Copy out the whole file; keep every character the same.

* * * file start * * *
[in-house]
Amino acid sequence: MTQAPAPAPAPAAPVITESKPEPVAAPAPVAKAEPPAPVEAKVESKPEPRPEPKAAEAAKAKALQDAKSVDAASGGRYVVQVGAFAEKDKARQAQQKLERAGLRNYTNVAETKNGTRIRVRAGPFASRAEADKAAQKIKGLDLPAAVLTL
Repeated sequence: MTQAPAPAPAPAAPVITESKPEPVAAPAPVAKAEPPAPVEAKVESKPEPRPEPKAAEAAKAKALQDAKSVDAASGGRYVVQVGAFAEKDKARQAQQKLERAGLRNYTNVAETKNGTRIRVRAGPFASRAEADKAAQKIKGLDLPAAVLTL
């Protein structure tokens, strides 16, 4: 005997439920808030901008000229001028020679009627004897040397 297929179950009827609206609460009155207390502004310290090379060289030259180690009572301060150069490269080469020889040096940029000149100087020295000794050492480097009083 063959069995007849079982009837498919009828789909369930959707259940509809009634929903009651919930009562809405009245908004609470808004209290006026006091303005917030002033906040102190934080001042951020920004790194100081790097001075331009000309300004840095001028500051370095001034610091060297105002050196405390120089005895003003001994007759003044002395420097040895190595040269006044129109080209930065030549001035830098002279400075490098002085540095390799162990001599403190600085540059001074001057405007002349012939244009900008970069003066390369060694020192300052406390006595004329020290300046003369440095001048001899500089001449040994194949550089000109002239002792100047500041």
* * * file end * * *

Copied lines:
[in-house]
Amino acid sequence: MTQAPAPAPAPAAPVITESKPEPVAAPAPVAKAEPPAPVEAKVESKPEPRPEPKAAEAAKAKALQDAKSVDAASGGRYVVQVGAFAEKDKARQAQQKLERAGLRNYTNVAETKNGTRIRVRAGPFASRAEADKAAQKIKGLDLPAAVLTL
Repeated sequence: MTQAPAPAPAPAAPVITESKPEPVAAPAPVAKAEPPAPVEAKVESKPEPRPEPKAAEAAKAKALQDAKSVDAASGGRYVVQVGAFAEKDKARQAQQKLERAGLRNYTNVAETKNGTRIRVRAGPFASRAEADKAAQKIKGLDLPAAVLTL
């Protein structure tokens, strides 16, 4: 005997439920808030901008000229001028020679009627004897040397 297929179950009827609206609460009155207390502004310290090379060289030259180690009572301060150069490269080469020889040096940029000149100087020295000794050492480097009083 063959069995007849079982009837498919009828789909369930959707259940509809009634929903009651919930009562809405009245908004609470808004209290006026006091303005917030002033906040102190934080001042951020920004790194100081790097001075331009000309300004840095001028500051370095001034610091060297105002050196405390120089005895003003001994007759003044002395420097040895190595040269006044129109080209930065030549001035830098002279400075490098002085540095390799162990001599403190600085540059001074001057405007002349012939244009900008970069003066390369060694020192300052406390006595004329020290300046003369440095001048001899500089001449040994194949550089000109002239002792100047500041």